My Memories of and Tribute to Paul Harvey
By Norman Geisler
March 1, 2009
My memories of Paul Harvey go back to 1957 in Wheaton, Illinois when I heard him on the radio. He said that he had just visited a talented young man in the hospital whose career was being nipped in the bud by cancer. Paul said he went to encourage him, but he came away encouraged because the young man looked at him and said, “I do not believe that the Divine Architect of the universe ever builds a staircase that leads to nowhere!” I have used this many times since then to encourage people who are experiencing what they think is a premature loss.
My fondest memory of Paul Harvey, however, goes back to the 1970s when I was an interim pastor in Oak Park, Illinois. As I mounted the pulpit one Sunday, I was surprised to see Paul Harvey in the audience (I learned later that it was his church). I felt a lot like the man who survived a county flood who asked St. Peter if he could give his testimony in heaven. St. Peter obliged but reminded him that Noah would be in the audience!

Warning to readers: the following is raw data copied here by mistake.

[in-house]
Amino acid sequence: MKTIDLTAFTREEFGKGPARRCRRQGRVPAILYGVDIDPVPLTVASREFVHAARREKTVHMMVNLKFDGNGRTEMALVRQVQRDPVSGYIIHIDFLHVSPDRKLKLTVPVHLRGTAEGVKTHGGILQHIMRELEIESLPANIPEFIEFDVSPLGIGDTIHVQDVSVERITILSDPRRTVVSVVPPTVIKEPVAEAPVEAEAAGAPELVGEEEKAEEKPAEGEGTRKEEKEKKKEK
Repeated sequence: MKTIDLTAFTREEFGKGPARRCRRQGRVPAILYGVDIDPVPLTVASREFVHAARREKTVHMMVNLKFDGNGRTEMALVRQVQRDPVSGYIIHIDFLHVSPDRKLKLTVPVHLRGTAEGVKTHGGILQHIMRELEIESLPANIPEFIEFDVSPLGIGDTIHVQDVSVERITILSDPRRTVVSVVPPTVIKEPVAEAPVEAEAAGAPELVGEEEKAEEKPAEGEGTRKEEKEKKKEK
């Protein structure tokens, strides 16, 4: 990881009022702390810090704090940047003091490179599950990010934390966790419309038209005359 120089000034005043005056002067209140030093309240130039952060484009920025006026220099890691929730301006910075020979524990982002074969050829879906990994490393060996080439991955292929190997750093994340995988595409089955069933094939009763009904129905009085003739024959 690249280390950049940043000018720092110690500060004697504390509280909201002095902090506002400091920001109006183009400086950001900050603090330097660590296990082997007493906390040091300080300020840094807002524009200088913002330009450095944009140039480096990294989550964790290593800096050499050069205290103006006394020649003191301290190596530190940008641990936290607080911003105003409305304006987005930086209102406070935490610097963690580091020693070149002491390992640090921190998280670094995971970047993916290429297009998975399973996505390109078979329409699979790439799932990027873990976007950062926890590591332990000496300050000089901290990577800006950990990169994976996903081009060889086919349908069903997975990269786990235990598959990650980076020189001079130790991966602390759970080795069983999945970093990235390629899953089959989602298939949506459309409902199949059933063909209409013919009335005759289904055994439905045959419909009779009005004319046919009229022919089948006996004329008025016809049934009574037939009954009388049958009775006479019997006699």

After preaching a message on a Christian view of pleasure, I was greeted by Paul Harvey at the door with the nicest thing anyone had ever said to me after a sermon: “I have been waiting for many years to hear a message like that, and I do not think that you can beat it. But I will be here next Sunday to see if you can.” I don’t remember the title of the next sermon, but I certainly was motivated by his words to do my best. The next Sunday I was greeted by Paul with a signed record of his which I dearly treasure. It has on it my favorite illustration about the Incarnation of Christ titled “My Christmas Story.” As our six children were growing up, we played it for them each Christmas. It is still one of their fond memories of Christmas.
A humorous anecdote followed Paul Harvey’s comment to me after church. I had used a joke at the beginning of the sermon that said, “In view of the recent success of the film ‘Jaws,’ I think we need another one for older people called ‘Gums!’” The next week the editor of the local news paper asked me, “Did you really say what Paul Harvey said you did on his program today?” I asked what he said, and she repeated the joke I had told at church and that Paul Harvey had used with my name on his program. I confessed that I had said that, and added, “I also think we need another movie call ‘Braces’ for young people!” To my chagrin, she printed the whole thing in our local news paper.